Money is not a metal coin or a piece of printed paper. These are only symbols. But they do represent something real.
Money is backed by large stores of precious metal that is held by the government that issues the money. The standard of measurement for the value of money that is widely used throughout the civilized world is gold and silver. They are scarce enough to retain their value, yet plentiful enough to meet the demands of the marketplace.
In other words, the paper and coins that a government issued as “money” was accepted as having a certain value because there were supplies of gold and silver backing up that money.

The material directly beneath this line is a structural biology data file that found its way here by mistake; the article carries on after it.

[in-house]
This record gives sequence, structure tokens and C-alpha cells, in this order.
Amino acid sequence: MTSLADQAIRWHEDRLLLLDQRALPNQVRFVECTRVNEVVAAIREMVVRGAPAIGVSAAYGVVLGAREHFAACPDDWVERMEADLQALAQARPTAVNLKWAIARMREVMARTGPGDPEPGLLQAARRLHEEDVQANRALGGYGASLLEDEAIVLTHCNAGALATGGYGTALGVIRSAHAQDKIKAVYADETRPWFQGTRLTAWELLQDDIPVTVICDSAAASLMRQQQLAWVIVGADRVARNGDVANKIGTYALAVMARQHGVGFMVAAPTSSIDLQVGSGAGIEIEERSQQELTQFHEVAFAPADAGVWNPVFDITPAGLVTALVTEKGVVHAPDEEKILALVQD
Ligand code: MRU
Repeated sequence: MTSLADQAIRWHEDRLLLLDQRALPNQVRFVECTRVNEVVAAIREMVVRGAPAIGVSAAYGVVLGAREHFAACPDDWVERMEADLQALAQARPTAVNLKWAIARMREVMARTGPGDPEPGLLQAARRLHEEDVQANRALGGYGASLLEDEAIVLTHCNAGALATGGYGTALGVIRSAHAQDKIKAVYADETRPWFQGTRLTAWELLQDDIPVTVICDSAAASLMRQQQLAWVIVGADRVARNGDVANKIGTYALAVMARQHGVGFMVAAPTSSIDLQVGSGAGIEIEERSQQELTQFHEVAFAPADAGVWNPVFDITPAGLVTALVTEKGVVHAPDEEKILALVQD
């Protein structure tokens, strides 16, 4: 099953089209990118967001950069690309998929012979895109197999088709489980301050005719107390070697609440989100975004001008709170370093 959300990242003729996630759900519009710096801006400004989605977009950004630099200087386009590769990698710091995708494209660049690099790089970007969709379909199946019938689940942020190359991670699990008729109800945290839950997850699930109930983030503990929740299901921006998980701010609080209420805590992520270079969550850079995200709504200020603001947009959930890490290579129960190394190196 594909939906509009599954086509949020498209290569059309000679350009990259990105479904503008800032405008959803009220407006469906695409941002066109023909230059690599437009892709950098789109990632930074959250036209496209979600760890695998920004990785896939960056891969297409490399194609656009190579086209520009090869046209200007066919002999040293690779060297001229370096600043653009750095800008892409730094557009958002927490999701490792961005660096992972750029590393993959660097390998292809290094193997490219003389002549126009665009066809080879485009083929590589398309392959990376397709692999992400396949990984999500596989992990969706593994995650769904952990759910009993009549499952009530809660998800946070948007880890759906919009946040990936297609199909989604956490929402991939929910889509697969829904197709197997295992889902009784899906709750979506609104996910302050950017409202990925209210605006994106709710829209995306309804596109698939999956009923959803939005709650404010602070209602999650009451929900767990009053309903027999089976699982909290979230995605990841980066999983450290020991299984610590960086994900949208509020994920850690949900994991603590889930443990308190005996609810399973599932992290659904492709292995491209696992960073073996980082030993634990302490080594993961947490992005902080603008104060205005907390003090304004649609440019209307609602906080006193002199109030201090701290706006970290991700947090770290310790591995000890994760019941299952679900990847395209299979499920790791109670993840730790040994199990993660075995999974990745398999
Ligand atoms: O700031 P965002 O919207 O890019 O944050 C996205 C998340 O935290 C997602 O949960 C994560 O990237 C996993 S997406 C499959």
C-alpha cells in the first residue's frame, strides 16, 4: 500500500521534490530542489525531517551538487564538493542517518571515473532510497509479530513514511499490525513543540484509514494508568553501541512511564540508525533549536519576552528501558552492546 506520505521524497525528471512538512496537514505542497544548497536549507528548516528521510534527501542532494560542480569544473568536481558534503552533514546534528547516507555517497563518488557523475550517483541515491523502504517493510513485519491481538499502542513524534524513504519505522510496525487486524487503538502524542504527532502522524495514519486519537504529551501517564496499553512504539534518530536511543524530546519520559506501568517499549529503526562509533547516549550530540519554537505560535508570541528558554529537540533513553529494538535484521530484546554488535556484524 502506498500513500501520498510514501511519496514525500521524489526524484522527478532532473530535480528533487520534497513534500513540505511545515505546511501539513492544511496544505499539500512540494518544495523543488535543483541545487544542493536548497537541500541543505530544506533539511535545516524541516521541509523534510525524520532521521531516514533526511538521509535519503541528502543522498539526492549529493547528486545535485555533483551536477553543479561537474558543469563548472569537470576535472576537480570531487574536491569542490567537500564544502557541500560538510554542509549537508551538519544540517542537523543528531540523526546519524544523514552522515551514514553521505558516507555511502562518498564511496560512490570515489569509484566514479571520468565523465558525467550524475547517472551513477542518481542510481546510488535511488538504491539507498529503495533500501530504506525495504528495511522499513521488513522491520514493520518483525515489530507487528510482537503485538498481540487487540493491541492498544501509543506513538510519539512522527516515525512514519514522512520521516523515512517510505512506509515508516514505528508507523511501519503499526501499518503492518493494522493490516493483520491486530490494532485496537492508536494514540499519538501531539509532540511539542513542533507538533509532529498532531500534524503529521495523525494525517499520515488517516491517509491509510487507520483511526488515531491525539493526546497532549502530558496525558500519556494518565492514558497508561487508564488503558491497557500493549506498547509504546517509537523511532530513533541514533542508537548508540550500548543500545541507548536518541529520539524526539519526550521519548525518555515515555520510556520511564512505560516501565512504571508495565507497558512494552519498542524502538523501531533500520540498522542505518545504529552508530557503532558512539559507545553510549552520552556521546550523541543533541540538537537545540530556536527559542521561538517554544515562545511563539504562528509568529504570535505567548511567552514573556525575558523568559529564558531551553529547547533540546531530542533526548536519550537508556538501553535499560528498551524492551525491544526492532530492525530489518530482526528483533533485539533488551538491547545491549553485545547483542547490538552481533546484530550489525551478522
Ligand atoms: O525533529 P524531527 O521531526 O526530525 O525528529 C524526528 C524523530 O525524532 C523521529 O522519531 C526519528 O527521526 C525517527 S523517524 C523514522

In 1821, Great Britain made monometalism (one metal) the basis of its monetary system. Gold was adopted as its official currency. By 1914 gold was the measuring stick for almost all the currencies of the world. By having one standard of value, countries were able to trade more easily with each other. Dollars from the United States, francs from France, and marks from Germany all had a set value in gold. This is known as the gold standard.
By 1933 most countries had gone off the gold standard. But many currencies, including that of the United States, are still based on a set price of gold. And gold is still very important in international trade. Governments buy and sell gold bars known as bullion. Part of the gold is used to pay off international debts, and part of it is stored. The stored gold is called a “reserve.”